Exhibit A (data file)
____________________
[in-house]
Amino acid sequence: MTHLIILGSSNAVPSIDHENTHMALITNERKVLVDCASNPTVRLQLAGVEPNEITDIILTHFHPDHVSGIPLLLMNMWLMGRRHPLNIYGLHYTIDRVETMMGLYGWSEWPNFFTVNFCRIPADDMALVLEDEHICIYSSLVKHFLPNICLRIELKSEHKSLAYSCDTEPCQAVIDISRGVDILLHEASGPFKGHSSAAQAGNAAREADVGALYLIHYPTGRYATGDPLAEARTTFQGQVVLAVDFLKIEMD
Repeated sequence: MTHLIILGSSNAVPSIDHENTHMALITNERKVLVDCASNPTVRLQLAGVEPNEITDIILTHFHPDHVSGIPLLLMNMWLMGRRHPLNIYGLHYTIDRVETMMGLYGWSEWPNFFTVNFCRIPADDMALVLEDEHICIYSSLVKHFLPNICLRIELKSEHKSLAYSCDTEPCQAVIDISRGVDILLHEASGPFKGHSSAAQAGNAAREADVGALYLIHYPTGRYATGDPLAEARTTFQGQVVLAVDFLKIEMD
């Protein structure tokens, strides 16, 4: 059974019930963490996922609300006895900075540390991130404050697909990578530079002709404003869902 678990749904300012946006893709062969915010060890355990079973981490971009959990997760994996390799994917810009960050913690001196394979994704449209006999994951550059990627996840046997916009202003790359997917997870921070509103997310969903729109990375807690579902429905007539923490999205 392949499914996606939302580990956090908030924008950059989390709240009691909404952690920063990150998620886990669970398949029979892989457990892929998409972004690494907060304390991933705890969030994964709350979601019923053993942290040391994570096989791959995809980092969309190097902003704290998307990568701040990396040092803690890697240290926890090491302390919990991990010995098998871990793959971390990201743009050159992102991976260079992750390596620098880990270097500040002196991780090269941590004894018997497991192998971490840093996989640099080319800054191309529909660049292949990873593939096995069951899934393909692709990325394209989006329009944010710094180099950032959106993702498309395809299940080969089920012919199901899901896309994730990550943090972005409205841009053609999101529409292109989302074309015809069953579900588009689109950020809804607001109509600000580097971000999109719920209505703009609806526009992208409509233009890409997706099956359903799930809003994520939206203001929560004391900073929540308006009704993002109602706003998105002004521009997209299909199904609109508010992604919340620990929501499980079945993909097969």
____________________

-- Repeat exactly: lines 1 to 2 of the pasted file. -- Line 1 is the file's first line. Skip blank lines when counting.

[in-house]
Amino acid sequence: MTHLIILGSSNAVPSIDHENTHMALITNERKVLVDCASNPTVRLQLAGVEPNEITDIILTHFHPDHVSGIPLLLMNMWLMGRRHPLNIYGLHYTIDRVETMMGLYGWSEWPNFFTVNFCRIPADDMALVLEDEHICIYSSLVKHFLPNICLRIELKSEHKSLAYSCDTEPCQAVIDISRGVDILLHEASGPFKGHSSAAQAGNAAREADVGALYLIHYPTGRYATGDPLAEARTTFQGQVVLAVDFLKIEMD